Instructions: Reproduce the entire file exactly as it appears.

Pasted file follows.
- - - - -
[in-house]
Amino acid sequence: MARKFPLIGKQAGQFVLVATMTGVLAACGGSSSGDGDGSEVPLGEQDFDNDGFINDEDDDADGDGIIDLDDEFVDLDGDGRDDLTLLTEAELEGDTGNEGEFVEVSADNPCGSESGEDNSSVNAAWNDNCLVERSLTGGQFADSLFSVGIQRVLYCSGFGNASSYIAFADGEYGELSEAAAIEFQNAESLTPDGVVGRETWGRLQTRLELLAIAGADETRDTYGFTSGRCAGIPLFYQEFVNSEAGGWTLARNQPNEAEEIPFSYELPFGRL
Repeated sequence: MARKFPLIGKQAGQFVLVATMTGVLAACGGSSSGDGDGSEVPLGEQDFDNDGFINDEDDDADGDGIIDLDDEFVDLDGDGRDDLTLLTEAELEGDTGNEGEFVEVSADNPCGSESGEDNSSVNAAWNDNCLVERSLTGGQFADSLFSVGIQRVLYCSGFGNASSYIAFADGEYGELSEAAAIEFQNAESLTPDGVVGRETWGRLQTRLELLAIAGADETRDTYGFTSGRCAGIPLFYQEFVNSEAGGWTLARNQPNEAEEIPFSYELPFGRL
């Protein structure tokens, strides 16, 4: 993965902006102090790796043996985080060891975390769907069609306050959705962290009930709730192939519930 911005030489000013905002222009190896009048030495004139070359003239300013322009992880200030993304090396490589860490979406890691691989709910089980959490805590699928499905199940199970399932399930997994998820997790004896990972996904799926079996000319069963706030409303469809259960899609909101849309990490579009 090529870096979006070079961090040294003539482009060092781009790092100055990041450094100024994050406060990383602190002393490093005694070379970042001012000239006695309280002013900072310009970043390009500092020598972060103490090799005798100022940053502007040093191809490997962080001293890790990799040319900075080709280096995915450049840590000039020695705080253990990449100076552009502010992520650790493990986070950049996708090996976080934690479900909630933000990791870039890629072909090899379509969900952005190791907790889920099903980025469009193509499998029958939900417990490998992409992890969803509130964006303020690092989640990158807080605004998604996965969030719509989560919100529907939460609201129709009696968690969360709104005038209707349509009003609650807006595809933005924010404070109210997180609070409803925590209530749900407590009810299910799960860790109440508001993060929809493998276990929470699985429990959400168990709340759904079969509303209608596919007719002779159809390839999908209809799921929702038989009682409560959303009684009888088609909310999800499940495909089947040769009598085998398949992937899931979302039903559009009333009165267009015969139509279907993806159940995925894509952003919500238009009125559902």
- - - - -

[in-house]
Amino acid sequence: MARKFPLIGKQAGQFVLVATMTGVLAACGGSSSGDGDGSEVPLGEQDFDNDGFINDEDDDADGDGIIDLDDEFVDLDGDGRDDLTLLTEAELEGDTGNEGEFVEVSADNPCGSESGEDNSSVNAAWNDNCLVERSLTGGQFADSLFSVGIQRVLYCSGFGNASSYIAFADGEYGELSEAAAIEFQNAESLTPDGVVGRETWGRLQTRLELLAIAGADETRDTYGFTSGRCAGIPLFYQEFVNSEAGGWTLARNQPNEAEEIPFSYELPFGRL
Repeated sequence: MARKFPLIGKQAGQFVLVATMTGVLAACGGSSSGDGDGSEVPLGEQDFDNDGFINDEDDDADGDGIIDLDDEFVDLDGDGRDDLTLLTEAELEGDTGNEGEFVEVSADNPCGSESGEDNSSVNAAWNDNCLVERSLTGGQFADSLFSVGIQRVLYCSGFGNASSYIAFADGEYGELSEAAAIEFQNAESLTPDGVVGRETWGRLQTRLELLAIAGADETRDTYGFTSGRCAGIPLFYQEFVNSEAGGWTLARNQPNEAEEIPFSYELPFGRL
């Protein structure tokens, strides 16, 4: 993965902006102090790796043996985080060891975390769907069609306050959705962290009930709730192939519930 911005030489000013905002222009190896009048030495004139070359003239300013322009992880200030993304090396490589860490979406890691691989709910089980959490805590699928499905199940199970399932399930997994998820997790004896990972996904799926079996000319069963706030409303469809259960899609909101849309990490579009 090529870096979006070079961090040294003539482009060092781009790092100055990041450094100024994050406060990383602190002393490093005694070379970042001012000239006695309280002013900072310009970043390009500092020598972060103490090799005798100022940053502007040093191809490997962080001293890790990799040319900075080709280096995915450049840590000039020695705080253990990449100076552009502010992520650790493990986070950049996708090996976080934690479900909630933000990791870039890629072909090899379509969900952005190791907790889920099903980025469009193509499998029958939900417990490998992409992890969803509130964006303020690092989640990158807080605004998604996965969030719509989560919100529907939460609201129709009696968690969360709104005038209707349509009003609650807006595809933005924010404070109210997180609070409803925590209530749900407590009810299910799960860790109440508001993060929809493998276990929470699985429990959400168990709340759904079969509303209608596919007719002779159809390839999908209809799921929702038989009682409560959303009684009888088609909310999800499940495909089947040769009598085998398949992937899931979302039903559009009333009165267009015969139509279907993806159940995925894509952003919500238009009125559902």